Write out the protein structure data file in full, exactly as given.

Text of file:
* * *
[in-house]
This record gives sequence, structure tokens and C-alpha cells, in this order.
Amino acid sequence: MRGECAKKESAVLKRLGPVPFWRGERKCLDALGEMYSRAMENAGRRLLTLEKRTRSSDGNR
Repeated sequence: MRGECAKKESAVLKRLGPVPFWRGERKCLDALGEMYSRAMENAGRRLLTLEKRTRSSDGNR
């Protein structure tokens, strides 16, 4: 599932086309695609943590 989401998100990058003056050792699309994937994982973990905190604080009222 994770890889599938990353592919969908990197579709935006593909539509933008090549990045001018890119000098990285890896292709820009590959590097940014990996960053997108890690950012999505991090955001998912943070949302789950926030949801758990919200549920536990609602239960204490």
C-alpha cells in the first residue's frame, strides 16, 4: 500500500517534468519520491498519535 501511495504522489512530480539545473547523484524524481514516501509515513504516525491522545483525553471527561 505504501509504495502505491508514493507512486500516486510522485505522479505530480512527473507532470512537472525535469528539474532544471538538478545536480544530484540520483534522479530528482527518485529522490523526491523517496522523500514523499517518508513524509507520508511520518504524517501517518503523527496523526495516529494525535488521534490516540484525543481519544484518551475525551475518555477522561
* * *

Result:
[in-house]
This record gives sequence, structure tokens and C-alpha cells, in this order.
Amino acid sequence: MRGECAKKESAVLKRLGPVPFWRGERKCLDALGEMYSRAMENAGRRLLTLEKRTRSSDGNR
Repeated sequence: MRGECAKKESAVLKRLGPVPFWRGERKCLDALGEMYSRAMENAGRRLLTLEKRTRSSDGNR
């Protein structure tokens, strides 16, 4: 599932086309695609943590 989401998100990058003056050792699309994937994982973990905190604080009222 994770890889599938990353592919969908990197579709935006593909539509933008090549990045001018890119000098990285890896292709820009590959590097940014990996960053997108890690950012999505991090955001998912943070949302789950926030949801758990919200549920536990609602239960204490």
C-alpha cells in the first residue's frame, strides 16, 4: 500500500517534468519520491498519535 501511495504522489512530480539545473547523484524524481514516501509515513504516525491522545483525553471527561 505504501509504495502505491508514493507512486500516486510522485505522479505530480512527473507532470512537472525535469528539474532544471538538478545536480544530484540520483534522479530528482527518485529522490523526491523517496522523500514523499517518508513524509507520508511520518504524517501517518503523527496523526495516529494525535488521534490516540484525543481519544484518551475525551475518555477522561